Looking for a red that’s every bit as good as a Pinot noir, but without the Pinot price? How about a lip-smacking citrusy white for less than $10? Grab some bottles of Pinotage and Steen. Never heard of them? Listen up:

Pinotage is a red wine grape grown almost exclusively in South Africa, where it was originally bred. It’s a cross between two grapes of French origin – pinot noir from Burgundy and cinsault from the Rhone valley – created in 1925. Pinotage speaks for South Africa the way Riesling speaks for Germany, or Talladega speaks for race cars – you won’t find a famous Italian Pinotage, trust me.

Despite being the birthplace of Pinotage, South Africa hasn’t always been proud of the wine (conveniently called Pinotage) the grapes produce. Many South African vintners avoided planting the grape because experts say Pinotage is unlike either of the French grapes its inventor hoped to emulate. To love Pinotage, some say you have to embrace the “New World” quality of the wine, rather than hoping it will resemble an “Old World” Burgundy.

Pinotage also has a little quirk in the aroma department, which sensitive sniffers find unsavory. Specifically, it sometimes has a faint whiff of paint – or paint thinner. Combine quirky aromas with an obscure name and you can see why many South African winemakers decided there probably was more money to be made by planting syrah (shiraz) or cabernet sauvignon.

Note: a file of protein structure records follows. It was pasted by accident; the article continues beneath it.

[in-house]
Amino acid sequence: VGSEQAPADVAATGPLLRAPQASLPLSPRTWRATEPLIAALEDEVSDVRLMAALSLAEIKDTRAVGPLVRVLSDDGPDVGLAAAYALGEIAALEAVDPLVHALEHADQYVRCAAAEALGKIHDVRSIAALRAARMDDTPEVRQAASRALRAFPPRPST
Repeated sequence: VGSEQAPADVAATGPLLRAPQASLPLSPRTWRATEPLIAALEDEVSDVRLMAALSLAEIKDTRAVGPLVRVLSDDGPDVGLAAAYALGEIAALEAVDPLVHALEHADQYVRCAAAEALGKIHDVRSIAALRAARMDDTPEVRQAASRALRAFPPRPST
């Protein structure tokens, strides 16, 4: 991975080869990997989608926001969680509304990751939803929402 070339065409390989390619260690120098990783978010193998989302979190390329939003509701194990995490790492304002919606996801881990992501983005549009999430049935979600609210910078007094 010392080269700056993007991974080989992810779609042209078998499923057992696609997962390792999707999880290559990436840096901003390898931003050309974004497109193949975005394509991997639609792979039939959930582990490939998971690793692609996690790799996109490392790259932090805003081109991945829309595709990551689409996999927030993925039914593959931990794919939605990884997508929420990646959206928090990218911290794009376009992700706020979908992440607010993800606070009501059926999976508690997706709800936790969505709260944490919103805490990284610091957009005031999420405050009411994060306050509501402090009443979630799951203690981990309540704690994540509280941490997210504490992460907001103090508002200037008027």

During the late 1990s, though, for a variety of reasons (including an upsurge in national pride accompanying the end of Apartheid), Pinotage became more popular and could command higher prices than any other South African red wine. Today, some South African vintners adore the grape and bottle wines that are 100 percent Pinotage. Others remain less convinced, however, and use Pinotage primarily in blends with other red grape varieties (South African wines classified as “Cape Blends” are required to contain at least 30 percent Pinotage).

Overall, despite the close association between grape and country, less than 10 percent of South Africa’s vineyard acreage is planted in Pinotage. An even smaller percentage of vineyards in the U.S. (Virginia and California) and New Zealand are devoted to the grape. Did I mention that it’s challenging to grow, on top of everything else?

The vines actually tend to produce too many grapes, resulting in thin juice lacking flavor concentration. Even when grown and made well, Pinotage wines are earthy and high in tannin – and highly tannic wines have fallen out of fashion in the U.S. market (as well as in Britain and some other markets). Have you ever wondered why merlot-based Bordeaux wines and “Bordeaux-style blends” are more popular right now than cabernet-based reds? Because merlot grapes make less-tannic wines.

Now, all this lengthy explanation has been a lead-up to the real news: I’ve found, as I hinted before, a Pinotage you’re likely to enjoy drinking, at a price you’ll definitely enjoy paying. It’s the Nederburg Winemaster’s Reserve 2011 Pinotage. It is a smooth, food-friendly wine with bright acidity and just enough tannin to give it some backbone.